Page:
• Better late than neverAn earlier paper on radiative transfer in spiral disks (Kylafis & Bahcall 1987) went largely unnoticed. In my opinion for the following reasons:

    The authors had not worked on this subject before. (This was actually a minus and a plus.)

  • Better late than neverAn earlier paper on radiative transfer in spiral disks (Kylafis & Bahcall 1987) went largely unnoticed. In my opinion for the following reasons:

    The authors had not worked on this subject before. (This was actually a minus and a plus.)They also stopped working on the subject afterwards. (The work was not presented at any conference.)

  • Better late than neverAn earlier paper on radiative transfer in spiral disks (Kylafis & Bahcall 1987) went largely unnoticed. In my opinion for the following reasons:

    The authors had not worked on this subject before. (This was actually a minus and a plus.)They also stopped working on the subject afterwards. (The work was not presented at any conference.)People thought that it was not necessary to do detailed radiative transfer calculations.

  • It was the conference in Cardiff in 1994 that convinced me that I should return to the subject of the opacity in spiral galaxies.

    Having experience with radiative transfer calculations and a 1.2 m telescope at home (Skinakas Observatory), we were able to start a systematic study of the opacity of spiral galaxies.

  • Radiation transfer methodsTwo methods have been used extensively to do radiative transfer in spiral galaxies:

    Method 1: Scattered intensities

    Method 2: Monte Carlo

  • Method of scattered intensities (van de Hulst & de Jong, 1969, Physica)The observed intensity along a line of sight can be written as

    where is the n-times scattered intensity.

  • Method of scattered intensities (van de Hulst & de Jong, 1969, Physica)The observed intensity along a line of sight can be written as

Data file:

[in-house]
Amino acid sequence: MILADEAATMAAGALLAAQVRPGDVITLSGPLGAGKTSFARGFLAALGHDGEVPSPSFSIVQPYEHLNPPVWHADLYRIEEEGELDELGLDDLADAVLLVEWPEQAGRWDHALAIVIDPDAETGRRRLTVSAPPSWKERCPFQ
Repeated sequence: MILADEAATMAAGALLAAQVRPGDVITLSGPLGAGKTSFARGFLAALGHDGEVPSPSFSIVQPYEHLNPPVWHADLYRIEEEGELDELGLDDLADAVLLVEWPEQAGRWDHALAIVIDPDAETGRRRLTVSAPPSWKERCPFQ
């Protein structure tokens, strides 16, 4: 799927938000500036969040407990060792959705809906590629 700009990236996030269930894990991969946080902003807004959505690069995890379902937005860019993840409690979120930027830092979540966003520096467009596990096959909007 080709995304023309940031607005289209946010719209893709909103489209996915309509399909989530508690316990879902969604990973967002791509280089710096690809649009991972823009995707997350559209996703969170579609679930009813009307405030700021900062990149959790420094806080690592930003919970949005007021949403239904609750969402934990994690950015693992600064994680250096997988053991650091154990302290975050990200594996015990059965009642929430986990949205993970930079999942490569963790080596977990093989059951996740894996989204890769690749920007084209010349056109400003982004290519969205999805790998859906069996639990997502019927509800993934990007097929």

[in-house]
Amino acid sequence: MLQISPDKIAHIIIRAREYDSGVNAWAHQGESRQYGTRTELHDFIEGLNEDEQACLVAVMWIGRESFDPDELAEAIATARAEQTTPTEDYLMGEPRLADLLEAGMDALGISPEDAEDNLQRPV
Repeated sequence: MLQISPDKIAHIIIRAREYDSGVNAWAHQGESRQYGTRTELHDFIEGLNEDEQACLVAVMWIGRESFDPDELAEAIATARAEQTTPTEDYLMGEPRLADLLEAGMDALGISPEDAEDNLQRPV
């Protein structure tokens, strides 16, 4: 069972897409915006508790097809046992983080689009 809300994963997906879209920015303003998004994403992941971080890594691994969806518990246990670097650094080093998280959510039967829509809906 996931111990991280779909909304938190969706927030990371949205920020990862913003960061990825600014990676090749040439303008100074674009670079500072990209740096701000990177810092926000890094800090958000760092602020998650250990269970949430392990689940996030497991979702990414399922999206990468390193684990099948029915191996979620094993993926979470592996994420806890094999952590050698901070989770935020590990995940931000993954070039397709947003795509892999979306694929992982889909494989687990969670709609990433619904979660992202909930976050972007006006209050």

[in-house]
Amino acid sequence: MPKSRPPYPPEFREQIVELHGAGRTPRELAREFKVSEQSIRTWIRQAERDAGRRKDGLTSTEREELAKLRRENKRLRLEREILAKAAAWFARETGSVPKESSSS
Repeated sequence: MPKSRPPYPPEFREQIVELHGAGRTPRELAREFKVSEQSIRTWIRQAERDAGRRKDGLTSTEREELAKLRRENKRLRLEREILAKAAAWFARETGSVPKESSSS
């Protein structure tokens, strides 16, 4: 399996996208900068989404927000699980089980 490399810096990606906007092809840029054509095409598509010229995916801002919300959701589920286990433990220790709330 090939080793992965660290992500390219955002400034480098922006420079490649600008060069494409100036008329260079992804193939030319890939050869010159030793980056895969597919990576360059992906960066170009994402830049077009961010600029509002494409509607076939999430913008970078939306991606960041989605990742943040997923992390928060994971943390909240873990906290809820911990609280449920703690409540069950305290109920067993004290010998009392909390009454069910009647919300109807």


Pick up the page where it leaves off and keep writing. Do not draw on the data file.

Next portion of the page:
where is the n-times scattered intensity.

    The series converges, but the calculation of the terms with n>1 is very computer intensive.

  • Method of scattered intensities (van de Hulst & de Jong, 1969, Physica)The observed intensity along a line of sight can be written as

    where is the n-times scattered intensity.

    The series converges, but the calculation of the terms with n>1 is very computer intensive.

    Therefore an approximation is needed.

  • ApproximationWe made the reasonable assumption that

  • ApproximationWe made the reasonable assumption that

    Back in the 80s, it was close to impossible to verify this approximation.

  • ApproximationWe made the reasonable assumption that

    Back in the 80s, it was close to impossible to verify this approximation.

    Baes & Dejonghe (2001) have verified that it is a good approximation at the ~1% level. Not bad for astrophysics!

  • Monte Carlo method(Cashwell & Everett 1959, book)The Monte Carlo method is simple and elegant, but only in the last decade it became possible to use it for radiative transfer problems in spiral galaxies.

  • Monte Carlo method(Cashwell & Everett 1959, book)The Monte Carlo method is simple and elegant, but only in the last decade it became possible to use it for radiative transfer problems in spiral galaxies.